Saturday, February 17, 2007

Interview with Lord Carey

I came across this short interview today with Lord George L. Carey, former archbishop of Canterbury, who is on a speaking tour of the U.S. I found his responses refreshingly clear and straight-forward, whether discussing Islam or the Anglican Communion's on-going deconstruction (at least in the northern hemisphere). Other than failing to bat down the interviewer's predictable cheap shot of equating supposed Christian violence with that of Islam, Carey's thoughts are worth a look. Read it here.

2 comments:

Jared said...

I thought ++Carey's note about the difference in lifestyle and mission of Jesus and Mohammed was both concise and important.

Though I generally wince when ++Carey speaks, I thought his comments in this interview were indeed spot-on and much more in keeping with his legacy as former Archbishop of Canterbury than some of his other remarks over the past year. Though I would dispute his claim that the ordination of +Robinson has "wrecked mission" in the church, I do strongly agree with his ending comment that we need to "get on" with the mission of the church, recognizing that, in that mission, homosexuality is a side item--not the main course.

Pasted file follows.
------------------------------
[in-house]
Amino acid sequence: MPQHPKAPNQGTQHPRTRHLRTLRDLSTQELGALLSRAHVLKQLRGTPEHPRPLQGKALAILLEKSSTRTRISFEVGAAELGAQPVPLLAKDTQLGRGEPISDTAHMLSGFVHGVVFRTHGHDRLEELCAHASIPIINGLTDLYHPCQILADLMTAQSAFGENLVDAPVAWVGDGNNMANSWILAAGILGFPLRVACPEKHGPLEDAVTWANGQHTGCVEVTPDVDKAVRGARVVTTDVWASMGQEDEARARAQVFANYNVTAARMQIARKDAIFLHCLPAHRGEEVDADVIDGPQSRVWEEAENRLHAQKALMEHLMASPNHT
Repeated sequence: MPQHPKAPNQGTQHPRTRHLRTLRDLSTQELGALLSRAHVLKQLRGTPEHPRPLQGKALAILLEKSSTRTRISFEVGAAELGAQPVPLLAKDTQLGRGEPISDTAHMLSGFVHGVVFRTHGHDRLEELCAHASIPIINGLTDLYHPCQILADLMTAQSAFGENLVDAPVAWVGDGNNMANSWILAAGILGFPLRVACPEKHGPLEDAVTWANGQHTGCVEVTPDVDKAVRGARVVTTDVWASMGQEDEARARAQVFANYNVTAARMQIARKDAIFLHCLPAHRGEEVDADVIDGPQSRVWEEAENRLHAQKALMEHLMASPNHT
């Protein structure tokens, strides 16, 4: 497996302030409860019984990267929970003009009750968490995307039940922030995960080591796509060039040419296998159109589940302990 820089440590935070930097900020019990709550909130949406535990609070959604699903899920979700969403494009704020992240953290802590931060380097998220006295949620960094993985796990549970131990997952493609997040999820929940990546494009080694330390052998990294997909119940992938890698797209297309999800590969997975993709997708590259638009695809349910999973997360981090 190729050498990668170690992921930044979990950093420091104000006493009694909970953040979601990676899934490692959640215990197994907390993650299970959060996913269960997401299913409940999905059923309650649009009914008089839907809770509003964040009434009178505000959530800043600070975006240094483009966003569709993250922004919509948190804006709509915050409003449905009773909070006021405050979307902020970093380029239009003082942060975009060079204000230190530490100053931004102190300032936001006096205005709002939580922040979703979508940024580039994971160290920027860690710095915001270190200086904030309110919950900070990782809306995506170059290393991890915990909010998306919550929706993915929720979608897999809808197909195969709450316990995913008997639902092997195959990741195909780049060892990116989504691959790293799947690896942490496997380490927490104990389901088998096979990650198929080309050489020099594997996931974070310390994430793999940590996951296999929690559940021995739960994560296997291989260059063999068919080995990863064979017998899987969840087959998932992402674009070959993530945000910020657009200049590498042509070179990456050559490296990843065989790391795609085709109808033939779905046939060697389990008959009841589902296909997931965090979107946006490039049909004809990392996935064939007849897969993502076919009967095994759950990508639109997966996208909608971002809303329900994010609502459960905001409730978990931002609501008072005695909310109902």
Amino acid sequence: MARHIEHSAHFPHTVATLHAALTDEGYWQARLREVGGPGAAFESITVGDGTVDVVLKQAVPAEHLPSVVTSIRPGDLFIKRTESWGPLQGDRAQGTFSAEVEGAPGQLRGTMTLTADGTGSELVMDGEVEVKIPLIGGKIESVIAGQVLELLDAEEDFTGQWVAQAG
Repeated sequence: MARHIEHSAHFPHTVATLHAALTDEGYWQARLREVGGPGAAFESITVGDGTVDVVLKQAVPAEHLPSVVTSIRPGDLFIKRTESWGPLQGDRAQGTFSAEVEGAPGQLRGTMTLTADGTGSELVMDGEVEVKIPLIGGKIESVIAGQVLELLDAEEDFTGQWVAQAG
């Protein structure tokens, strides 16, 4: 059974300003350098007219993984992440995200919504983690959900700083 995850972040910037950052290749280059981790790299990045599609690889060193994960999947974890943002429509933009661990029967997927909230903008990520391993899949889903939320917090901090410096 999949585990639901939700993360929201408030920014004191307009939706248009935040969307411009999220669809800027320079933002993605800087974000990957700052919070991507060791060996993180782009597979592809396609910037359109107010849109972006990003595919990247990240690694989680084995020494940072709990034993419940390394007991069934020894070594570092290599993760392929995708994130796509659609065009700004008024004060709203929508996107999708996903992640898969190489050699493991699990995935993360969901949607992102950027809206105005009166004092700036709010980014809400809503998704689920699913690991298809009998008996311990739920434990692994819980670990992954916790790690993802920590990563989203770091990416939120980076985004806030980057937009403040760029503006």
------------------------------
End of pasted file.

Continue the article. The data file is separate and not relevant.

John said...

I appreciate your thoughts, Jared. Frankly, I don't follow Carey, or know either his reputation or how his comments are received, or how he fits within the greater Anglican communion etc., as you obviously would.

But reading the interview, he seems a man now free to say exactly what he intends to say--and what needs to be said--free from all cant and the encumbrances of diplo-speak. I found it refreshing.

On Robinson's ordination, I doubt that it has affected missions in Africa and Asia to any great degree. No offense, but in the northern hemisphere, I suspect that missions were on shaky ground long before Robinson (this view from my long association with a number of Episcopalian friends).

I too like his last statement about the mission of the church. And as I have watched (on the sidelines) as the homosexuality issue has played itself out in the Episcopal Church, it sometimes seems that those on BOTH sides have made it central--each accusing the other of instigating the crisis.

(I really enjoyed your commentary and pics from Isreal, BTW)